When it comes to providing play opportunities to children with disabilities, not all playgrounds are created equal. On most playgrounds in the United States, complex play structures with lots of stairs and uneven ground coverings like woodchips or gravel make play inaccessible to kids who depend on mobility aids like wheelchairs or walkers. Traditional swings or narrow slides are inaccessible to kids who need a caregiver’s support or the extra safety feature of a harness to use them.

While all new or renovated playgrounds must adhere to specific requirements stemming from the Americans with Disabilities Act (ADA), ADA compliance is only a bare minimum standard. An ADA-compliant playground might have an accessible entrance and transfer stations — spaces where a child in a wheelchair can pull themselves onto a play structure. But even with those features, many kids will still find themselves relegated to only parts of the playground and unable to enjoy many of its play features. The result is that crucial play opportunities remain limited or even unavailable to the more than seven million disabled kids in the United States.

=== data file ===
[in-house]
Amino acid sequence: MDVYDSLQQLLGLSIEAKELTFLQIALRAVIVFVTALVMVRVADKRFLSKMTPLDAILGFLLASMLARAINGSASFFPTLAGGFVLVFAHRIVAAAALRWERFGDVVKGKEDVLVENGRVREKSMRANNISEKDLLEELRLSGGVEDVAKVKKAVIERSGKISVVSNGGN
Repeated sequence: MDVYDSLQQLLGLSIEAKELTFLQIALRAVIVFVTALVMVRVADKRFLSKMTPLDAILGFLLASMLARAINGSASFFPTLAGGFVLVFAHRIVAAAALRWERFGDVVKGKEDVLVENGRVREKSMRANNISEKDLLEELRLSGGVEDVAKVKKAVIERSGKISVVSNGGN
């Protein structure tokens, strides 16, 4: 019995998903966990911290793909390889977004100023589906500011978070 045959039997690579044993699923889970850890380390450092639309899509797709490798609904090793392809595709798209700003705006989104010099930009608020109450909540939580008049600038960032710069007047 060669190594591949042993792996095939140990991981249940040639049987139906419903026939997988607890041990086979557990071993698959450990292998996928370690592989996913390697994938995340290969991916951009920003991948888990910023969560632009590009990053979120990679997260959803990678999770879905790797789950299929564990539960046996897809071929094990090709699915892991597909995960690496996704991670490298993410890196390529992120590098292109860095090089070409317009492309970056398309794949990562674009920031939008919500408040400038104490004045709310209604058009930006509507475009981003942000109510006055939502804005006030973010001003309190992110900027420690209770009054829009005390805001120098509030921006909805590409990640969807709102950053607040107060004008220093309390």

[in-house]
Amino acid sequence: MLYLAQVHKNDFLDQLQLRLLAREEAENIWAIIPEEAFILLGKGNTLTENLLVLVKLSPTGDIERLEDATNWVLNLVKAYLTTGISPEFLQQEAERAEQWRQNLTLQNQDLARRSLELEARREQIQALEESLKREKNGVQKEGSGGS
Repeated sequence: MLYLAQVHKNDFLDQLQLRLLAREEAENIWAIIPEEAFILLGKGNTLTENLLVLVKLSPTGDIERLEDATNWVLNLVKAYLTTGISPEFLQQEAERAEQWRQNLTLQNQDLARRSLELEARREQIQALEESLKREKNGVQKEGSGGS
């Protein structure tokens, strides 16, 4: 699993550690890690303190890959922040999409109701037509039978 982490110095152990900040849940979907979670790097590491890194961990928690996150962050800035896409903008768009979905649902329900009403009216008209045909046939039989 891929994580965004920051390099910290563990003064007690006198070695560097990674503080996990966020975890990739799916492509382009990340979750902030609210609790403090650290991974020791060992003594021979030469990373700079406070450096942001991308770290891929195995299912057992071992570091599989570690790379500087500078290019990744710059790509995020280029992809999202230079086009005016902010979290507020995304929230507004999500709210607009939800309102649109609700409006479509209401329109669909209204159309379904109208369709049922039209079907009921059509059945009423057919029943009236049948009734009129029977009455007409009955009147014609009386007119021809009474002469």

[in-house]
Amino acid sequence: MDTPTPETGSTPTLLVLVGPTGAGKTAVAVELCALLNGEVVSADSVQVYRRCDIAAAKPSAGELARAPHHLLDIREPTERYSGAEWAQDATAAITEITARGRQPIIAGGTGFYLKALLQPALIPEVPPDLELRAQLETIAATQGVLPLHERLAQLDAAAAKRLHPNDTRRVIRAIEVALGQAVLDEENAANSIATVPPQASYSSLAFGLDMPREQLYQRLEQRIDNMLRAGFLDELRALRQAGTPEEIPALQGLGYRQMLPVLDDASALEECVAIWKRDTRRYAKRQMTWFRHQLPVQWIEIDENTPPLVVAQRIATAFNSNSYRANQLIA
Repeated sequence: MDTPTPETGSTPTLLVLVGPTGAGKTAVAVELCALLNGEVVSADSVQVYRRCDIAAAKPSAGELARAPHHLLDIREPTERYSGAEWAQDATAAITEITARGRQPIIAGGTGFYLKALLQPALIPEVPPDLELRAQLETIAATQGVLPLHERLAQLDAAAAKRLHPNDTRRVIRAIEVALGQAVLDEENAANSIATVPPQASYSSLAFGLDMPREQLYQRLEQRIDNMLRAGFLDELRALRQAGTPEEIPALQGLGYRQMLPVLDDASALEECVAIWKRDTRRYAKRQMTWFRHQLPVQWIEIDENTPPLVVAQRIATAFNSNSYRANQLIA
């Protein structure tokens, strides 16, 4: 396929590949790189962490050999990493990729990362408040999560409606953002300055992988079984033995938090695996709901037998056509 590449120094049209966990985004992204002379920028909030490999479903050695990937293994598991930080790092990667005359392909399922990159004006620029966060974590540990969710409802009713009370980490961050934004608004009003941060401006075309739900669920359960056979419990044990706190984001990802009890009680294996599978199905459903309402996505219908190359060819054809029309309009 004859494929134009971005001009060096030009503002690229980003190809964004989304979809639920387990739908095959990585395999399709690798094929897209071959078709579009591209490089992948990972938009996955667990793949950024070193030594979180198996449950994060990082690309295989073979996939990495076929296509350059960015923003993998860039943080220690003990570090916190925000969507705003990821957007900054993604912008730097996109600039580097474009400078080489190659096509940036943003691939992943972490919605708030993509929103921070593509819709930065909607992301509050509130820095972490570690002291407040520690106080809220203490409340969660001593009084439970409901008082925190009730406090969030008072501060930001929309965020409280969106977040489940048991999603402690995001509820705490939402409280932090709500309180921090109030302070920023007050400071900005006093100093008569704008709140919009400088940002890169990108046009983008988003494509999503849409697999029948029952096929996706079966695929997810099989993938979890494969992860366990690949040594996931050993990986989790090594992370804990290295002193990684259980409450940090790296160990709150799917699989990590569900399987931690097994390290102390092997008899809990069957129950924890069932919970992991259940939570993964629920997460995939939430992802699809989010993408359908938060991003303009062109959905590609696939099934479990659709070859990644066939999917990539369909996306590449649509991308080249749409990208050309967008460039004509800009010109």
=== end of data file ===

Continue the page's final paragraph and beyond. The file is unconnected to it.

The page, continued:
Recognizing the limits of traditional playgrounds, some designers and city administrators have begun making efforts to go beyond basic access and ensure that more kids with various disabilities are included in playground design — through a philosophy of radical inclusion.

“There’s [always] a strong focus on ramps and stairs,” says Nathan Schleicher, lead playground designer at Earthscape, an organization that designs and builds custom playgrounds. “Ramps, stairs, and surfacing ended up being what define [an accessible] play space. But none of those things are play elements. We can do better than ramps, stairs, and surfacing. We can do better to be inclusive.”

Read the full article about creating accessible playgrounds by Marianne Dhenin at The 74.